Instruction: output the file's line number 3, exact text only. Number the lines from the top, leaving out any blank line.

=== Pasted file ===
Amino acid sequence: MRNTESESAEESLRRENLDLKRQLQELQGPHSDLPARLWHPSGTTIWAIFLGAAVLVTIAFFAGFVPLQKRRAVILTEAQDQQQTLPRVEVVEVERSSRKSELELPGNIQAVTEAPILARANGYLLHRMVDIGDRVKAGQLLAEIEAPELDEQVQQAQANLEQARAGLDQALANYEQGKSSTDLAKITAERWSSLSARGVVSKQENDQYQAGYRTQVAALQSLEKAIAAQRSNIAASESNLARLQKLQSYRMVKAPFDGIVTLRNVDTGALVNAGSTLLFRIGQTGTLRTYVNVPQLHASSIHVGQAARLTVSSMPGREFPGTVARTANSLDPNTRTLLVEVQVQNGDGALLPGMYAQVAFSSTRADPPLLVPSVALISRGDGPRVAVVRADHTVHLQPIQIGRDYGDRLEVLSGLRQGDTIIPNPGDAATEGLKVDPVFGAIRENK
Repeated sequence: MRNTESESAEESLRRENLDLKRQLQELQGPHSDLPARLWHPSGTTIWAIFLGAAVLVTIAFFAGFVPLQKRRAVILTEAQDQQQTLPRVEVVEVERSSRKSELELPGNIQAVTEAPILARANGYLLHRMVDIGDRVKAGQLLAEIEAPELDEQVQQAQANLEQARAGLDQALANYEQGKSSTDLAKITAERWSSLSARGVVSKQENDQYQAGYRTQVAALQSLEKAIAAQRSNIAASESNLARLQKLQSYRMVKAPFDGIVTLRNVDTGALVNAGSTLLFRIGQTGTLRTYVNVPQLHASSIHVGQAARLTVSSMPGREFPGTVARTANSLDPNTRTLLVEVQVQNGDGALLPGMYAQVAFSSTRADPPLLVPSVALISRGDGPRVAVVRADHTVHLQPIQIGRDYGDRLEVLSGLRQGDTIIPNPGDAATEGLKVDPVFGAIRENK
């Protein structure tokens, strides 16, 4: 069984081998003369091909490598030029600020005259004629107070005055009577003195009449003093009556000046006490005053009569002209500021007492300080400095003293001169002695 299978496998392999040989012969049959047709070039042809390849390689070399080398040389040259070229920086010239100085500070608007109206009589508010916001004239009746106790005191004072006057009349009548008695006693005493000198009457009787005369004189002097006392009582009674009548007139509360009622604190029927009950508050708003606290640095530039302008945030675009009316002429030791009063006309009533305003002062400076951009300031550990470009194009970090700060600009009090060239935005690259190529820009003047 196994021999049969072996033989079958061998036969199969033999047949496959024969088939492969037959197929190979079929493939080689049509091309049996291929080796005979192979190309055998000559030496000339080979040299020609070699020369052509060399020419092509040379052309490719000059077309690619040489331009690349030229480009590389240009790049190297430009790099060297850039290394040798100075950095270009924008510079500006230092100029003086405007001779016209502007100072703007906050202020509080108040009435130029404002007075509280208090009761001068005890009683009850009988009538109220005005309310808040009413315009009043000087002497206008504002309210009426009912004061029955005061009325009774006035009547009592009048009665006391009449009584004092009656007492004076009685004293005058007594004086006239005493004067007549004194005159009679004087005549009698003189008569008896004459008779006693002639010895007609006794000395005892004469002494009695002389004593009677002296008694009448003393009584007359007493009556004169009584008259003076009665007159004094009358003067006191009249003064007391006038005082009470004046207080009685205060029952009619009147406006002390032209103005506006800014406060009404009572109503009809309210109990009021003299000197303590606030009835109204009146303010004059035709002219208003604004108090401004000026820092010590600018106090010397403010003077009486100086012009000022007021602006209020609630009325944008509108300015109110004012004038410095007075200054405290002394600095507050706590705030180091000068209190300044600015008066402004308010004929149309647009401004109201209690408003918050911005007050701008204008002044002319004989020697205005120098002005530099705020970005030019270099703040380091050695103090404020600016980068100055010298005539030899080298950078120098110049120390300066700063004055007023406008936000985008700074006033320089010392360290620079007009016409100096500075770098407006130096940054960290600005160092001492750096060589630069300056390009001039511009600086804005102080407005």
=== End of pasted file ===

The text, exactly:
């Protein structure tokens, strides 16, 4: 069984081998003369091909490598030029600020005259004629107070005055009577003195009449003093009556000046006490005053009569002209500021007492300080400095003293001169002695 299978496998392999040989012969049959047709070039042809390849390689070399080398040389040259070229920086010239100085500070608007109206009589508010916001004239009746106790005191004072006057009349009548008695006693005493000198009457009787005369004189002097006392009582009674009548007139509360009622604190029927009950508050708003606290640095530039302008945030675009009316002429030791009063006309009533305003002062400076951009300031550990470009194009970090700060600009009090060239935005690259190529820009003047 196994021999049969072996033989079958061998036969199969033999047949496959024969088939492969037959197929190979079929493939080689049509091309049996291929080796005979192979190309055998000559030496000339080979040299020609070699020369052509060399020419092509040379052309490719000059077309690619040489331009690349030229480009590389240009790049190297430009790099060297850039290394040798100075950095270009924008510079500006230092100029003086405007001779016209502007100072703007906050202020509080108040009435130029404002007075509280208090009761001068005890009683009850009988009538109220005005309310808040009413315009009043000087002497206008504002309210009426009912004061029955005061009325009774006035009547009592009048009665006391009449009584004092009656007492004076009685004293005058007594004086006239005493004067007549004194005159009679004087005549009698003189008569008896004459008779006693002639010895007609006794000395005892004469002494009695002389004593009677002296008694009448003393009584007359007493009556004169009584008259003076009665007159004094009358003067006191009249003064007391006038005082009470004046207080009685205060029952009619009147406006002390032209103005506006800014406060009404009572109503009809309210109990009021003299000197303590606030009835109204009146303010004059035709002219208003604004108090401004000026820092010590600018106090010397403010003077009486100086012009000022007021602006209020609630009325944008509108300015109110004012004038410095007075200054405290002394600095507050706590705030180091000068209190300044600015008066402004308010004929149309647009401004109201209690408003918050911005007050701008204008002044002319004989020697205005120098002005530099705020970005030019270099703040380091050695103090404020600016980068100055010298005539030899080298950078120098110049120390300066700063004055007023406008936000985008700074006033320089010392360290620079007009016409100096500075770098407006130096940054960290600005160092001492750096060589630069300056390009001039511009600086804005102080407005």